Washington Watch

Aug. 1, 2007

USAF Maps Its Course

The Air Force in midsummer put the finishing touches on a series of “roadmaps” meant to guide its long-range plans, whether they concern development of a new bomber, the revision of airman specialties as the force draws down, or any other significant service initiative.

The expectation was that the roadmaps would be unveiled soon, perhaps as early as this month. Taken together, they will underpin USAF budget plans for years.

That, at least, is the expectation of Gen. T. Michael Moseley, USAF Chief of Staff, who told reporters that he has “re-energized” the roadmap process because the Air Force has to face up to two facts. The first, he said, is that money is tight. Second, it takes far too long to field new systems.

The roadmaps are meant to answer the question “How do we—US Air Force and [DOD]—stay in that game and provide the combatant commanders with what they need?” Moseley said. He hopes to speed up the process by which USAF gets new hardware into the field.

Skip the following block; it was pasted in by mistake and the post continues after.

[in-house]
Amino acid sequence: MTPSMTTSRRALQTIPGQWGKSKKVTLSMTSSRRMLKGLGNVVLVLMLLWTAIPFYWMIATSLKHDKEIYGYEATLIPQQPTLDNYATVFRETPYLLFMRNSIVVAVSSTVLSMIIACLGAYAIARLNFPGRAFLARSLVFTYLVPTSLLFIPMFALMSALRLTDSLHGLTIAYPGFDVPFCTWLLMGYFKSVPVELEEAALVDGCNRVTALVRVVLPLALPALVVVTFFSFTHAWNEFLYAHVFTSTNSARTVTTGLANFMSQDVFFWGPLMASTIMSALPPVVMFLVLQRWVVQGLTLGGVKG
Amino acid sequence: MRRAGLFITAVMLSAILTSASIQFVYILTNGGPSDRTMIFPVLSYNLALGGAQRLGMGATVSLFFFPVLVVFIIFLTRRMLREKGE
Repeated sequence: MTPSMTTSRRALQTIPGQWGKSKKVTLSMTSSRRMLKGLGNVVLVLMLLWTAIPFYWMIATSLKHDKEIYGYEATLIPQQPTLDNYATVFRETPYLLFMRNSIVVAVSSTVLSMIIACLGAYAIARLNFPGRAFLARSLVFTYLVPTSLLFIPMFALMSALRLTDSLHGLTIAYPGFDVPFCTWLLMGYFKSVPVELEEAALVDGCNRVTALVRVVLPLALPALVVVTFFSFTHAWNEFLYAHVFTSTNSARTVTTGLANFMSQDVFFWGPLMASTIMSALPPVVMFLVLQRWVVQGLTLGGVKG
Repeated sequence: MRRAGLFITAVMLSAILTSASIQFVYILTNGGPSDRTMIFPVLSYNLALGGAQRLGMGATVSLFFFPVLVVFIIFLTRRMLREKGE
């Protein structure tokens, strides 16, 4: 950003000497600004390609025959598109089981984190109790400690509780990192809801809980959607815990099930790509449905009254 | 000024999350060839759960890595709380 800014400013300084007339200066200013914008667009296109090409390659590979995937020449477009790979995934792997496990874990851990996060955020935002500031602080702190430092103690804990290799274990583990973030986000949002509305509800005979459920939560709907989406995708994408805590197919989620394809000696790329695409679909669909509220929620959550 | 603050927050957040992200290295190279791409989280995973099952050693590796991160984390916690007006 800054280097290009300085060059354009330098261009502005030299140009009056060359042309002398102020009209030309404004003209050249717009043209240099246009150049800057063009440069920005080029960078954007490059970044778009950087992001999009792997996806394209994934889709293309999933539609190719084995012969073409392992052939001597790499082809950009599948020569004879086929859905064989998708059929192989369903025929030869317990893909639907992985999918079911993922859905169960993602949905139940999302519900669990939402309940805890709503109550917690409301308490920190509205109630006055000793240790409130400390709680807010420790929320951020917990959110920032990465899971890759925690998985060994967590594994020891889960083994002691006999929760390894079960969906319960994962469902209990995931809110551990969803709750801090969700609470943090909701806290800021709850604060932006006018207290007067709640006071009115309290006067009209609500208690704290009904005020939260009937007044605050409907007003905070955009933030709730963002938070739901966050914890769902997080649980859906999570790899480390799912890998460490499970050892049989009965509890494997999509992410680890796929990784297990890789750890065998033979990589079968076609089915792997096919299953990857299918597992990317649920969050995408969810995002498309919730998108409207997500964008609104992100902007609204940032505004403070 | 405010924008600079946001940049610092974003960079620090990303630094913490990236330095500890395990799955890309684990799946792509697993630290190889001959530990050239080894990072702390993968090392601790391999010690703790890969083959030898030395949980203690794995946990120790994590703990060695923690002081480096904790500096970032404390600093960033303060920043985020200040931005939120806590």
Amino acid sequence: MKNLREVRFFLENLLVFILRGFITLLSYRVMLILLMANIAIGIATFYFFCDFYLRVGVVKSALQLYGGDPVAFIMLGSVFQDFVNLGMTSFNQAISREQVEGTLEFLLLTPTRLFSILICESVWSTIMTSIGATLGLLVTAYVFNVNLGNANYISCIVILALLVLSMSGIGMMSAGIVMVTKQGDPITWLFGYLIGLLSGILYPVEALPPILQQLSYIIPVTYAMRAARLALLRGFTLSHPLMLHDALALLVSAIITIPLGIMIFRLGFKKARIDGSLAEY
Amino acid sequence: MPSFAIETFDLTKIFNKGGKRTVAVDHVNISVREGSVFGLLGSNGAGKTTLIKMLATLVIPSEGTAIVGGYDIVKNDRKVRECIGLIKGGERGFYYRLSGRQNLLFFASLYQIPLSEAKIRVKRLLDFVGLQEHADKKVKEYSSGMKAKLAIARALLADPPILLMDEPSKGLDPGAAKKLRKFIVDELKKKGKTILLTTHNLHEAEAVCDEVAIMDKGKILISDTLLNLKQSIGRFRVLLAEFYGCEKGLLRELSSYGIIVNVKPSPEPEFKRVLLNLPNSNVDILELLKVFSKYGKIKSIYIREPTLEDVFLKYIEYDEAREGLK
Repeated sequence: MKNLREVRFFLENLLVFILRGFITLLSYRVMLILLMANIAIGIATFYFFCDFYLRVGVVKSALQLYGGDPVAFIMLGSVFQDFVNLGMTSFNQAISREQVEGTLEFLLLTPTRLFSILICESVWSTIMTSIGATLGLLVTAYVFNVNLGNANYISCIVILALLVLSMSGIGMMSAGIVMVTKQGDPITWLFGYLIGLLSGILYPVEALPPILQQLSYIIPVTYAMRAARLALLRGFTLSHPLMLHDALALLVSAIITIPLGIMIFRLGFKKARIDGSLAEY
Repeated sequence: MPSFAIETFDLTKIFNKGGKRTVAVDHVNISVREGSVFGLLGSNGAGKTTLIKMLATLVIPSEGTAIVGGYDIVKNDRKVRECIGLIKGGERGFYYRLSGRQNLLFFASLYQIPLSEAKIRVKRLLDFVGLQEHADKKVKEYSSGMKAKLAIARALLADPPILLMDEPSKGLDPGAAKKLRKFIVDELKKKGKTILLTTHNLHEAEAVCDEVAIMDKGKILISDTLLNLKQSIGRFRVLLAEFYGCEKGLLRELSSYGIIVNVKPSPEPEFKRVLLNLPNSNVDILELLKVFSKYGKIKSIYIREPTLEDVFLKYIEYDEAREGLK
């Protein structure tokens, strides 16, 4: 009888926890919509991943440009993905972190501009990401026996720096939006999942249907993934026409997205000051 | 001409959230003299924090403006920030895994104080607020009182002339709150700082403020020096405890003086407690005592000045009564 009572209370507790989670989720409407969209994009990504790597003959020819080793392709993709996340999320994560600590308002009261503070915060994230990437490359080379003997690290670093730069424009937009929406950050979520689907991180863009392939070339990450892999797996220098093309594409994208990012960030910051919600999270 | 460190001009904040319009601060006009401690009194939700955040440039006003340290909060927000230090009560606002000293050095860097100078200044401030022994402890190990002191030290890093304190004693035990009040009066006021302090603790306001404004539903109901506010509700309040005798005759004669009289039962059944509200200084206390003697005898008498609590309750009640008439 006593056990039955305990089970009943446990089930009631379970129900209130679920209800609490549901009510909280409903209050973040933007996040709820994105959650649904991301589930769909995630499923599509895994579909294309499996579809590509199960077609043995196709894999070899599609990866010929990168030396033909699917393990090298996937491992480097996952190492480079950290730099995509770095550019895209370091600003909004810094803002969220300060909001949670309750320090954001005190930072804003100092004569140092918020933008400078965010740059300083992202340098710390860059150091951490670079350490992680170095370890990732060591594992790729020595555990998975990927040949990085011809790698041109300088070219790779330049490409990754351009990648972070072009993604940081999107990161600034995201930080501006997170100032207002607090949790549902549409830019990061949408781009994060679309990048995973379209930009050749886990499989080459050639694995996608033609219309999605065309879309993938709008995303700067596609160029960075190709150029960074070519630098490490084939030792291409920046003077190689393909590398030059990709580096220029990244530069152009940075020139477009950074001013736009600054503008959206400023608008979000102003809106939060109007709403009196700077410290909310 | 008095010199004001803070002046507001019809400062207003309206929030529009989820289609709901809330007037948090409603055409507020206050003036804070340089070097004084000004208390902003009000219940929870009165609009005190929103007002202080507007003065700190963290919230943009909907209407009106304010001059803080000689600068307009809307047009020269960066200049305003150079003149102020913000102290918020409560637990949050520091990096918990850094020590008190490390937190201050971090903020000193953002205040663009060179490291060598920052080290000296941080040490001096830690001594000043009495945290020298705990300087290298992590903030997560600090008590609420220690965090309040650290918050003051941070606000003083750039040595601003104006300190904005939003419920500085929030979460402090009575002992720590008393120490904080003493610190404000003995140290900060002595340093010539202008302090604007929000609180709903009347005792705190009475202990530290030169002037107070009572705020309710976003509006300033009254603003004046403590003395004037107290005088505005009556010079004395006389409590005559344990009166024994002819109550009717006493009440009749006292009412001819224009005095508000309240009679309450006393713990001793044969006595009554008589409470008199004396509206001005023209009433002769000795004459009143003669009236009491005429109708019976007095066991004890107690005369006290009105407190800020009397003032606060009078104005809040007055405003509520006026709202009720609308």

The Chief tasked Lt. Gen. Raymond E. Johns Jr., deputy chief of staff for strategic plans and programs, to round up all combatant commander requirements and define a “planning force.” It, along with a “program force” of everything the Air Force thinks it needs to meet its obligations, will bound USAF spending.

Between the two, USAF will identify an investment program with “acceptable risk,” Moseley said.

The roadmaps will include a detailed briefing on USAF’s plans for intelligence-surveillance-reconnaissance, airlift, space, and other mission areas by major command, specialty code, and system.

“We have to somehow lay this in and begin to put money against it,” he said. In turn, the roadmaps will establish what is needed in terms of “basing [and] … manpower decisions” and define roles for active, Guard, and Reserve forces.

The roadmaps, when joined together, will function something like a spreadsheet; changing some data in one place will automatically cause changes in other places. This, in the view of the Chief of Staff, will allow the Air Force to be “quicker and more agile and more adaptive [in response to new threats and needs] than we have [been] in the past.”